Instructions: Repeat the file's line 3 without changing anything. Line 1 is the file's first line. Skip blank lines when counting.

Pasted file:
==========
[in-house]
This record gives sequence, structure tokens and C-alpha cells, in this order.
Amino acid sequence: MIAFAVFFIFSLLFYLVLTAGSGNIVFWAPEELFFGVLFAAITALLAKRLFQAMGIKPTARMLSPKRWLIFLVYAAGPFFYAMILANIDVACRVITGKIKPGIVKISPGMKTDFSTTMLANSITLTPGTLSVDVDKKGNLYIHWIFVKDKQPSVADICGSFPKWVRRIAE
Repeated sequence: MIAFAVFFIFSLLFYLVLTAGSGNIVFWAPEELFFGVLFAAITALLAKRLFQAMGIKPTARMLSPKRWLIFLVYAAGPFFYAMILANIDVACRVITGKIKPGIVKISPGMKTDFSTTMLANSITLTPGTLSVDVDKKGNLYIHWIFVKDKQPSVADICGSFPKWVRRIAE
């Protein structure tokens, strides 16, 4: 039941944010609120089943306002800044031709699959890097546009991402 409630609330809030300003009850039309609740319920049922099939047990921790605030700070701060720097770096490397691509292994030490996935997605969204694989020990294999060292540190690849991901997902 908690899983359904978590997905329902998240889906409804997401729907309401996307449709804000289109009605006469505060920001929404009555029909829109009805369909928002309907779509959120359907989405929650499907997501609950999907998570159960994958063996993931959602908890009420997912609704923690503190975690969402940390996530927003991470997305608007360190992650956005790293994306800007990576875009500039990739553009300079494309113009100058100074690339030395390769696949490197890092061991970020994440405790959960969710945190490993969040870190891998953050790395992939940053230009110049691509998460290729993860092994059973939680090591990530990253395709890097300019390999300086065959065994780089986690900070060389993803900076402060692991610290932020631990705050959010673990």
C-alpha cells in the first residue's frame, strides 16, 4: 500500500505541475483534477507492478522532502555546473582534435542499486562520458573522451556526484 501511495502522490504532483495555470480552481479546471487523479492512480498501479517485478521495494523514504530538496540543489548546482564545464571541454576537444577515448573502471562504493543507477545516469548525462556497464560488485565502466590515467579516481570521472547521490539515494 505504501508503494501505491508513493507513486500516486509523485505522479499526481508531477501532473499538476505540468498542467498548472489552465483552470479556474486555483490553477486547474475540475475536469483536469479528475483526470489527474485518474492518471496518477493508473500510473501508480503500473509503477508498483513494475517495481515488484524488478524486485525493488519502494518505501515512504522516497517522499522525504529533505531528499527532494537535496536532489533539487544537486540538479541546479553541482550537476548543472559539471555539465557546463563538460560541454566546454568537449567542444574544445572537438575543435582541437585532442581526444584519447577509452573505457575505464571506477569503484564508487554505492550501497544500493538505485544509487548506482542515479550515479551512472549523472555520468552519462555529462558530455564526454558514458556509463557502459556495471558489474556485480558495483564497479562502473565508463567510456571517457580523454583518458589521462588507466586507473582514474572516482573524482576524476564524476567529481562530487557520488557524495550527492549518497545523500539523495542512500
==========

Amino acid sequence: MIAFAVFFIFSLLFYLVLTAGSGNIVFWAPEELFFGVLFAAITALLAKRLFQAMGIKPTARMLSPKRWLIFLVYAAGPFFYAMILANIDVACRVITGKIKPGIVKISPGMKTDFSTTMLANSITLTPGTLSVDVDKKGNLYIHWIFVKDKQPSVADICGSFPKWVRRIAE